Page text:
Crawford v. Washington Case Brief

Facts of the case

Michael Crawford stabbed a man he claimed tried to rape his wife. During Crawford’s trial, prosecutors played for the jury his wife’s tape-recorded statement to the police describing the stabbing. The statement contradicted Crawford’s argument that he stabbed the man in defense of his wife. Because it was pre-recorded, Crawford could not cross-examine the statement. The jury convicted Crawford for assault.Crawford claimed the playing of his wife’s statement, with no chance for cross-examination, violated the Sixth Amendment guarantee that [i]n all criminal prosecutions, the accused shall enjoy the right…to be confronted with the witnesses against him.The state supreme court upheld the conviction, relying on the U.S. Supreme Court’s decision in Ohio v. Roberts (1980). That decision allowed the admission of out-of-court testimony against a defendant if that testimony was reliable.

Why is the case important?

The Petitioner, Crawford (the “Petitioner”), brought this action after he was convicted of stabbing a man who tried to rape his wife, when the prosecution was allowed to present her recorded statement against him.


Whether an out of court statement can be used against a defendant to assert the truth of the matter at issue?


Yes. After examine the history behind the Confrontation Clause, the Supreme Court arrived at two conclusions about it. “First, the principal evil at which the Confrontation Clause was directed was the civil-law mode of criminal procedure, and particularly its use of ex parte examinations as evidence against the accused.” Based on this, the Court rejected “the view that the Confrontation Clause applies of its own force only to in-court testimony, and that its application to out-of-court statements introduced at trial depends upon “the law of Evidence for the time being.”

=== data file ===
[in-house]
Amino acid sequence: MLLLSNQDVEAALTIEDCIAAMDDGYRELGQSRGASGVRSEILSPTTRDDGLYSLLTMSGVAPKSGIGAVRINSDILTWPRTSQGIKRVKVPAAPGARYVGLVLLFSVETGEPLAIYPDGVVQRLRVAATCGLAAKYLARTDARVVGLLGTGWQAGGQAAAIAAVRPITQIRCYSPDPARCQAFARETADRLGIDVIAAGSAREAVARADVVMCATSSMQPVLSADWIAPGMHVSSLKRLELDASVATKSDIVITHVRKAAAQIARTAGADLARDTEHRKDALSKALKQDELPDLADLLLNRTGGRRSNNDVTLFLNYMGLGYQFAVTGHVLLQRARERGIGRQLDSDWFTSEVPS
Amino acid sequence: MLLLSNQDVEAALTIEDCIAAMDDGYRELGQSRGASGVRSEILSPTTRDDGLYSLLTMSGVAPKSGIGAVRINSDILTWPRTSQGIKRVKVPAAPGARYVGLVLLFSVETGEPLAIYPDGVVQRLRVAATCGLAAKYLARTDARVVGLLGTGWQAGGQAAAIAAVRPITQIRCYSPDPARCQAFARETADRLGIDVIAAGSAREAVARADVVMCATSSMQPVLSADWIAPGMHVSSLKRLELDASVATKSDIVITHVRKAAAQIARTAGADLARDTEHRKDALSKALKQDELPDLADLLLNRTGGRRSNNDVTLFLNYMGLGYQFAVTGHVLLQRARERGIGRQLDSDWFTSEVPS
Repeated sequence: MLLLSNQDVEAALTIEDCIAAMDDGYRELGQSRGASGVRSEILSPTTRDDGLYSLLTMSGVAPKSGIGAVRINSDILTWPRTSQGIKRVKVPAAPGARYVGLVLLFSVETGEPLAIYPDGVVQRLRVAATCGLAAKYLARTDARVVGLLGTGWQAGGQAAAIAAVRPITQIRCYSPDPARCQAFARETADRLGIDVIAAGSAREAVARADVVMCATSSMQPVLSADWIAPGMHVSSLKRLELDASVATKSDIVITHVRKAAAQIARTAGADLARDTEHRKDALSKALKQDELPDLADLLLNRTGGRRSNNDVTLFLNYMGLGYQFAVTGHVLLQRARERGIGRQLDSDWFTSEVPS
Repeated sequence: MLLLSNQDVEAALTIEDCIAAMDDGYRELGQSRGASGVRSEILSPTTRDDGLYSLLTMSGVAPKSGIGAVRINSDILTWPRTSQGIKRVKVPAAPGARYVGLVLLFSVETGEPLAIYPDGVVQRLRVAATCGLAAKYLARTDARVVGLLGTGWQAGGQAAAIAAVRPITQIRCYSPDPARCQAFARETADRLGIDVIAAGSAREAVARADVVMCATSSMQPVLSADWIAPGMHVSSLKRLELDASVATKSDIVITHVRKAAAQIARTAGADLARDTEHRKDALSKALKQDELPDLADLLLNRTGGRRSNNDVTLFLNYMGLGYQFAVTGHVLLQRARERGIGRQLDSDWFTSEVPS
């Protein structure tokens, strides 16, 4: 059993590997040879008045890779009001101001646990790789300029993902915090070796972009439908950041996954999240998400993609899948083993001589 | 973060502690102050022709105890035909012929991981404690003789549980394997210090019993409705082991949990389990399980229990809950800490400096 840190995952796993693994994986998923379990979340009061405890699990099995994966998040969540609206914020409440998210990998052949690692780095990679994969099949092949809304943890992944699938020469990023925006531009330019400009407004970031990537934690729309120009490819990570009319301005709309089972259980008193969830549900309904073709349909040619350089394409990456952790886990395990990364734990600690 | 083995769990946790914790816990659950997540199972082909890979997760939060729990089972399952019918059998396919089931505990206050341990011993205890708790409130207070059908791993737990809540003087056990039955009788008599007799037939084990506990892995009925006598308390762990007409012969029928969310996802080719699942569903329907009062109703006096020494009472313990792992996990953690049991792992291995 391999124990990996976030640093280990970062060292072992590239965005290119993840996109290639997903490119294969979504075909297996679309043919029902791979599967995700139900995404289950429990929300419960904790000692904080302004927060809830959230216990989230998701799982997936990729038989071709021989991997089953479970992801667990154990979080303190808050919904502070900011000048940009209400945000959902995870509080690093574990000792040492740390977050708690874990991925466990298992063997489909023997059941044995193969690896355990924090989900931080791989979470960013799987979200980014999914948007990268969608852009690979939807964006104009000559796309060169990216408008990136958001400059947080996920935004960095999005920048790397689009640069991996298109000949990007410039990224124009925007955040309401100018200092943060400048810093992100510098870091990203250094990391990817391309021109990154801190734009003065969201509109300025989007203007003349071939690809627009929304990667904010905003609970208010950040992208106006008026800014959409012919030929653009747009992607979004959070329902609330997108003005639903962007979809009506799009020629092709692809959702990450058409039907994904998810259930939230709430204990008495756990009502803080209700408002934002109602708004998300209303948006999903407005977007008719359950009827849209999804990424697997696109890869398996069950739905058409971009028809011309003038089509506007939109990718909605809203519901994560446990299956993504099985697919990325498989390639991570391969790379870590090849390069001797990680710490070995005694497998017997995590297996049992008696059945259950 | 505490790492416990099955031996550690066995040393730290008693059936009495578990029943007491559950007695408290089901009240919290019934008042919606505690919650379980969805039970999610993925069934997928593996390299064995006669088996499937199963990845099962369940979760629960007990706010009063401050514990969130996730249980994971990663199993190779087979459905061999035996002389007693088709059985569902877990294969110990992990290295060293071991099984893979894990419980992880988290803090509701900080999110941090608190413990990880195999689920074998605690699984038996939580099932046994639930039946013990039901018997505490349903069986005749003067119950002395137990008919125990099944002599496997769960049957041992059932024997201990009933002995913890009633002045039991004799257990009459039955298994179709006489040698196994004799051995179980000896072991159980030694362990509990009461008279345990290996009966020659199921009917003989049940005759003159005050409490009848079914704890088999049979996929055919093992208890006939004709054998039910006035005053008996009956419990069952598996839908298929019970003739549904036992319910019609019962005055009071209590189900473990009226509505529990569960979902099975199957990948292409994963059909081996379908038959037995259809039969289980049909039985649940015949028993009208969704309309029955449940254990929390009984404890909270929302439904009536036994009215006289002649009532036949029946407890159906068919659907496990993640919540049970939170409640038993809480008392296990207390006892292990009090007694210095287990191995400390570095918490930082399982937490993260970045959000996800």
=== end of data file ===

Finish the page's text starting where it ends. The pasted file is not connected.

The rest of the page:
Second, “that the Framers would not have allowed admission of testimonial statements of a witness who did not appear at trial unless he was unavailable to testify, and the defendant had had a prior opportunity for cross-examination.”
It concluded that “[i]n this case, the State admitted Sylvia’s testimonial statement against petitioner, despite the fact that he had no opportunity to cross-examine her. That alone is sufficient to make out a violation of the Sixth Amendment.” In so doing, it overruled Ohio v. Roberts, which “conditioned the admissibility of all hearsay evidence on whether it falls under a ‘firmly rooted hearsay exception’ or bears ‘particularized guarantees of trustworthiness.’”
Concurrence. Justice Rehnquist, joined by Justice O’Connor, disagreed with the Court’s decision to overturn Roberts.


The state asserted that the United States Supreme Court precedent allowed the use of the wife’s statement, which arguably controverted defendant’s assertion of self-defense, since the wife was unavailable as a trial witness due to marital privilege and her statement to an interrogating police officer had sufficient reliability. The Supreme Court held, however, that the prior case law erroneously permitted admission of the wife’s statement based on the amorphous concept of reliability without taking into account the constitutional requirement of confrontation that the statement be subject to cross-examination. The wife’s statement during interrogation was testimonial in nature, rather than non-testimonial hearsay which would be properly subject to evidentiary rules concerning reliability, and defendant’s right to confront the wife thus clearly included the right to cross-examine the statement, especially in view of the ambiguity in the statement. The right to confrontation was not a substantive guarantee that evidence be reliable, but rather a procedural guarantee that the reliability of the wife’s statement be tested by cross-examination.

  • Advocates: Steven C. Sherman argued the cause for Respondent Jeffrey L. Fisher argued the cause for Petitioner Michael R. Dreeben argued the cause for Petitioner, on behalf of the United States, as amicus curiae Deputy Solicitor General Dreeben argued the cause for the United States as amicus curiae urging affirmance
  • Petitioner: Michael D. Crawford
  • Respondent: Washington
  • DECIDED BY:Rehnquist Court
  • Location: –
Citation: 541 US 36 (2004)
Granted: Jun 9, 2003
Argued: Nov 10, 2003
Decided: Mar 8, 2004
Crawford v. Washington Case Brief